Yesterday, the Food and Drug Administration (FDA) issued a warning that silicone and saline breast implants may be associated with a rare form of cancer. The cancer, known as anaplastic large cell lymphoma (ALCL), has been found in 34 women with breast implants. ALCL has been found in the capsule surrounding the implant, but not the breast tissue itself. The FDA concluded that there may be a link between breast implants and ALCL after examining scientific literature that described ALCL in 34 women with breast implants, as well as data from national and international regulatory agencies, scientific experts, and breast implant manufacturers. In most cases. ALCL was found years after breast implant surgery.
It is estimated that 5-10 million women worldwide have breast implants. With only 34 cases of ALCL described, it’s impossible to say at this time that breast implants cause ALCL. Even though the risks of getting ALCL with breast implants, if real, are exceedingly small, given that the usual incidence is around 1 in 500,000, it’s important to investigate this matter more thoroughly. To that end, the FDA and the American Society of Plastic Surgeons (ASPS) are establishing a registry of ALCL patients who have breast implants. FDA scientists hope the registry yields enough information to better understand what the risks for developing ALCL are for women with breast implants.
Ultimately, what’s a patient to do? If the risk of getting ALCL from breast implants is real, it is exceedingly small. Says Caroline Hove, spokesperson for Allergan in an article from the Wall Street Journal, “”A woman is more likely to be struck by lightning than get this condition.” That being said, ALCL has the potential to be fatal; the informed patient should be aware of this very small but possibly significant risk associated with breast implants.
Many patients like to pose the question, “Am I ready for a facelift?” The truth is that there is no good answer to this question. Face lift is an elective procedure. It is particularly good at treating hollowing of the cheeks, prominent nasolabial folds (parenthesis deformity), jowls, and general heavy facial sagging. The invasiveness of the procedure usually correlates to the amount of deformity that a patient has. Specifically, patients in their early 40s are oftentimes good candidates for minimally invasive face lifts, which would involve a short scar and less manipulation of the deep tissues of the face. More advanced facial aging oftentimes requires a full face lift, with extensive treatment of the neck and more extensive reshaping of the deeper soft tissues. The amount of swelling with both procedures can range anywhere from 10-21 days, and has much to do with a patient’s intrinsic physiology.
The bottom line is, if you are motivated to undergo a more permanent correction of your facial aging, it may be an appropriate time to consider facial cosmetic surgery. If you are not motivated, noninvasive treatment with products such as Botox, Dysport and facial fillers, including Juvéderm, Restylane, and Radiesse, may be a better option.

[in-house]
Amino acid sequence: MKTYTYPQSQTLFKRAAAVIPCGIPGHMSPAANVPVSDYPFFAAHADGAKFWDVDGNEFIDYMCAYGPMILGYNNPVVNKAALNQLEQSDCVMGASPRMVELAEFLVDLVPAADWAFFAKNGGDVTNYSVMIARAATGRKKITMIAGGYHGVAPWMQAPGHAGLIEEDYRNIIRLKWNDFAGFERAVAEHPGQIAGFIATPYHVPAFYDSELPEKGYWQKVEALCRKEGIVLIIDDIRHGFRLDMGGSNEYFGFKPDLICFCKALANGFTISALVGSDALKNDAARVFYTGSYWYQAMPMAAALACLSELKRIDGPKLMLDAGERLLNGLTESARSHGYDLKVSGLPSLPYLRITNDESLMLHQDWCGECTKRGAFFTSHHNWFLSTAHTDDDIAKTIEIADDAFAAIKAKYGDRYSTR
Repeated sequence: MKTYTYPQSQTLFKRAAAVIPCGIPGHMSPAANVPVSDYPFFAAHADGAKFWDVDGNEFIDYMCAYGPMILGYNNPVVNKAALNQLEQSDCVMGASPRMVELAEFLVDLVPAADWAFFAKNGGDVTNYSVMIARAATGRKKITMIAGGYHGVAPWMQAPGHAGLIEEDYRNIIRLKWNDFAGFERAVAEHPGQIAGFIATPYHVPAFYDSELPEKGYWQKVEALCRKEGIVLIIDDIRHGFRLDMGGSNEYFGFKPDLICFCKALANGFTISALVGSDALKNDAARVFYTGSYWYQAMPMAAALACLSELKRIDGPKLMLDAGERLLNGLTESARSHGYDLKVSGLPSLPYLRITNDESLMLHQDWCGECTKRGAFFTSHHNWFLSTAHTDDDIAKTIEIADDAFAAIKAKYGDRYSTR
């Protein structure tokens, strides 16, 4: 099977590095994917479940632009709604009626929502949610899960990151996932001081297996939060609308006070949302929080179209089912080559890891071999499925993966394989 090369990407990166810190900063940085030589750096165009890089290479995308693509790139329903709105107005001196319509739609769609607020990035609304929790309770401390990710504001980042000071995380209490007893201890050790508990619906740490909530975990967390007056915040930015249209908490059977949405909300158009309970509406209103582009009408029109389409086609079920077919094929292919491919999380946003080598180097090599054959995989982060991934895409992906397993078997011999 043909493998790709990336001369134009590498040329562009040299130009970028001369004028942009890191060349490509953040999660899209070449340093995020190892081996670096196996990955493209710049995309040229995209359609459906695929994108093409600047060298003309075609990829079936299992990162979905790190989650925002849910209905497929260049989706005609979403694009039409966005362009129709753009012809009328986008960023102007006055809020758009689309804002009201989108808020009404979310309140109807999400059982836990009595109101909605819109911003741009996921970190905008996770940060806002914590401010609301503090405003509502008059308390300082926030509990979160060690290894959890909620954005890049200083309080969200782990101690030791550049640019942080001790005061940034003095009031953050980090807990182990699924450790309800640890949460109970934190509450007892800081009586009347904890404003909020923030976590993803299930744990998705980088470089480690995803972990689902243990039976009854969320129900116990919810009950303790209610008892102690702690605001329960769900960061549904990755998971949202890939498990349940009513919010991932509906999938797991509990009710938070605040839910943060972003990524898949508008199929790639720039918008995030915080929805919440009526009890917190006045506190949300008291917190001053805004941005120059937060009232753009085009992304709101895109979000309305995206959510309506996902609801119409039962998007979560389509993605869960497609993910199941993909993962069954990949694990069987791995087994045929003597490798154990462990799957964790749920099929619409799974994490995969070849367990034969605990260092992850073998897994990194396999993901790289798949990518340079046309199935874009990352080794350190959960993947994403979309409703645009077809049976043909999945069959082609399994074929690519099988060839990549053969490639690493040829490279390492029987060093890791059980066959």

Ultimately, if you have questions about treatment to reverse the signs of facial aging, your best bet is to seek consultation with a board certified plastic surgeon. If you would like to contact Dr. Jejurikar, please call his office at 214-827-2814.
With the economic recession in the United States, more people are working longer and are seeking an advantage for maintaining a youthful appearance in the work place. Although this may not improve one’s job performance, many times, particularly when looking for new employment, a competitive advantage can be obtained by looking more refreshed and more youthful. In the last year, it has become apparent that Botox and its competitor, Dysport, are being performed with more and more frequency for precisely this purpose. These treatments help eliminate dynamic wrinkles, particularly crow’s feet around the eyes, frown lines between the eyebrows, and lines across the forehead. With relatively simple and quick office injection of Botox or Dysport, wrinkles can disappear within just a matter of days.
The cost of Botox and Dysport varies, depending on the amount of product used and the areas treated. In general, patients can expect to pay between $350-$700 per treatment. Results generally last from 3 to 6 months.
Should you have questions about this procedure or other noninvasive procedures to gain a competitive advantage in the workplace, do not hesitate to contact Dr. Jejurikar’s office at 214-827-2814. Dr. Jejurikar is a board certified plastic surgeon with convenient office locations in Dallas and Plano.
Many patients come to the office, complaining about the appearance of their nasal hump. Some of the patients want the hump to go away, but don’t necessarily want surgery to fix it.
The great news is that dermal fillers can be used to correct this. The most commonly used filler used for this is Radiesse, which is made out of calcium hydroxylapatite. Although the results are not permanent, they generally last 12-18 months. Radiesse is not a great treatment for and overly long or short nose, a wide or bulbous nasal tip, or an overly wide nose.
If you are troubled by the appearance of your nose, and you would like to learn more about nonsurgical nose jobs and surgical rhinoplasty, do not hesitate to contact Dr. Jejurikar’s office at 214-827-2814.